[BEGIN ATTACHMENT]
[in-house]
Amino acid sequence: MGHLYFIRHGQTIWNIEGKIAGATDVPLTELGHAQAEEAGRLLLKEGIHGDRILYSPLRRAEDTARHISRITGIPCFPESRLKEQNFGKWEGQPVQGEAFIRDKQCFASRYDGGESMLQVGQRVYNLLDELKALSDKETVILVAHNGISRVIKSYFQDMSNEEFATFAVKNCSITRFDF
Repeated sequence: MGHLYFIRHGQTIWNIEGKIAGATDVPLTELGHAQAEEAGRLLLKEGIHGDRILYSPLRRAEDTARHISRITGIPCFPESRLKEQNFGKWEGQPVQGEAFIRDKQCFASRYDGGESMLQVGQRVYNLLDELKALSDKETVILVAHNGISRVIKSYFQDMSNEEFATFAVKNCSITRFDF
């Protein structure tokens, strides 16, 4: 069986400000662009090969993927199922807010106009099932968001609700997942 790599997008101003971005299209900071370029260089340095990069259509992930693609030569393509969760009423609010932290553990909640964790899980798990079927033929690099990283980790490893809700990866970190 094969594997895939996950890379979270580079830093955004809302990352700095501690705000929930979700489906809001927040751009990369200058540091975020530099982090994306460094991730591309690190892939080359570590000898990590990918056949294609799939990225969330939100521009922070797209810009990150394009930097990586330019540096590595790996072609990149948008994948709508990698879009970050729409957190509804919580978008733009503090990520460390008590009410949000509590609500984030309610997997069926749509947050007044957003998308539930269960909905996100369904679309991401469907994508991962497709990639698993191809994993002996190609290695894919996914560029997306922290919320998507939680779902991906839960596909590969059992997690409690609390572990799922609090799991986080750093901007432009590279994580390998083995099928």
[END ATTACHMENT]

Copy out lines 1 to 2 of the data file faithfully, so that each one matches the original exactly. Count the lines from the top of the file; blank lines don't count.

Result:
[in-house]
Amino acid sequence: MGHLYFIRHGQTIWNIEGKIAGATDVPLTELGHAQAEEAGRLLLKEGIHGDRILYSPLRRAEDTARHISRITGIPCFPESRLKEQNFGKWEGQPVQGEAFIRDKQCFASRYDGGESMLQVGQRVYNLLDELKALSDKETVILVAHNGISRVIKSYFQDMSNEEFATFAVKNCSITRFDF